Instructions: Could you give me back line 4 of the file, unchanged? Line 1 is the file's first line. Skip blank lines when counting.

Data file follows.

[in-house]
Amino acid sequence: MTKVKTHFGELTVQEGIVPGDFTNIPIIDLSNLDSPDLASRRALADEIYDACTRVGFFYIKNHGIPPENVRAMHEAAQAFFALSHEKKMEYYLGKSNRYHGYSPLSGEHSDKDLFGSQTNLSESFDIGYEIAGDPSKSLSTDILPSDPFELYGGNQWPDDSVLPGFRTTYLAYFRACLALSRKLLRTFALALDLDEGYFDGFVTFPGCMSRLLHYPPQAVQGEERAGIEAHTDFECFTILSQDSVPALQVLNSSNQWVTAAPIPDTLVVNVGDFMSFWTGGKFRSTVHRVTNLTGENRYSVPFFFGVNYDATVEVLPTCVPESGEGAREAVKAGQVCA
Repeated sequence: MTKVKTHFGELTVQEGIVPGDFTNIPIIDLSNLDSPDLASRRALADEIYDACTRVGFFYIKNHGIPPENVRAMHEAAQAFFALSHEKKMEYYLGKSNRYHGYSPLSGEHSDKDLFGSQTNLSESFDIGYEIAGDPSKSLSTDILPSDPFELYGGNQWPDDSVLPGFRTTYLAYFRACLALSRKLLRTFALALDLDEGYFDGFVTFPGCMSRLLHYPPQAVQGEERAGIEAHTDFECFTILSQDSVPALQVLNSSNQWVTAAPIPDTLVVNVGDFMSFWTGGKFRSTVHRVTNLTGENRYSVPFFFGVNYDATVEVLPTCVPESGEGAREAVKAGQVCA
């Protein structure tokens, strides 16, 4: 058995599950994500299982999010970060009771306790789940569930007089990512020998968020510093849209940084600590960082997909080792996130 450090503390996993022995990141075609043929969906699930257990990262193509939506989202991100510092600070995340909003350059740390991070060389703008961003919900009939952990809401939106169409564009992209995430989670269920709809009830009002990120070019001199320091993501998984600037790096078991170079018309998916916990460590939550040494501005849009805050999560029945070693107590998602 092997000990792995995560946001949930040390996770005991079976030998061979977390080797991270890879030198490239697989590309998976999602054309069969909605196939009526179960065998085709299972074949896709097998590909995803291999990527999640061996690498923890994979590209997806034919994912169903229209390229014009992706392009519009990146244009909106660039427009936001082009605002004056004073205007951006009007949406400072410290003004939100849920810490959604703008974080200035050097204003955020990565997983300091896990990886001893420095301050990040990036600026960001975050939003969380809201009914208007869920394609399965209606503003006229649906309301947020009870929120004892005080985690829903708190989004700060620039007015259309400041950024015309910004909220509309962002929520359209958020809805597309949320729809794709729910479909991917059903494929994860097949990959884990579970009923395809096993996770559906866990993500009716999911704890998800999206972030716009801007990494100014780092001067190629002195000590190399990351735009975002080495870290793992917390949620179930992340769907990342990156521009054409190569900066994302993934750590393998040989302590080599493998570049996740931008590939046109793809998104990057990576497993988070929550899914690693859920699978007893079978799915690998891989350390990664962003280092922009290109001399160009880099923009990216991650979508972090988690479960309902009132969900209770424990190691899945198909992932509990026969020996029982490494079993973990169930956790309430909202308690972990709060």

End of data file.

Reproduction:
């Protein structure tokens, strides 16, 4: 058995599950994500299982999010970060009771306790789940569930007089990512020998968020510093849209940084600590960082997909080792996130 450090503390996993022995990141075609043929969906699930257990990262193509939506989202991100510092600070995340909003350059740390991070060389703008961003919900009939952990809401939106169409564009992209995430989670269920709809009830009002990120070019001199320091993501998984600037790096078991170079018309998916916990460590939550040494501005849009805050999560029945070693107590998602 092997000990792995995560946001949930040390996770005991079976030998061979977390080797991270890879030198490239697989590309998976999602054309069969909605196939009526179960065998085709299972074949896709097998590909995803291999990527999640061996690498923890994979590209997806034919994912169903229209390229014009992706392009519009990146244009909106660039427009936001082009605002004056004073205007951006009007949406400072410290003004939100849920810490959604703008974080200035050097204003955020990565997983300091896990990886001893420095301050990040990036600026960001975050939003969380809201009914208007869920394609399965209606503003006229649906309301947020009870929120004892005080985690829903708190989004700060620039007015259309400041950024015309910004909220509309962002929520359209958020809805597309949320729809794709729910479909991917059903494929994860097949990959884990579970009923395809096993996770559906866990993500009716999911704890998800999206972030716009801007990494100014780092001067190629002195000590190399990351735009975002080495870290793992917390949620179930992340769907990342990156521009054409190569900066994302993934750590393998040989302590080599493998570049996740931008590939046109793809998104990057990576497993988070929550899914690693859920699978007893079978799915690998891989350390990664962003280092922009290109001399160009880099923009990216991650979508972090988690479960309902009132969900209770424990190691899945198909992932509990026969020996029982490494079993973990169930956790309430909202308690972990709060």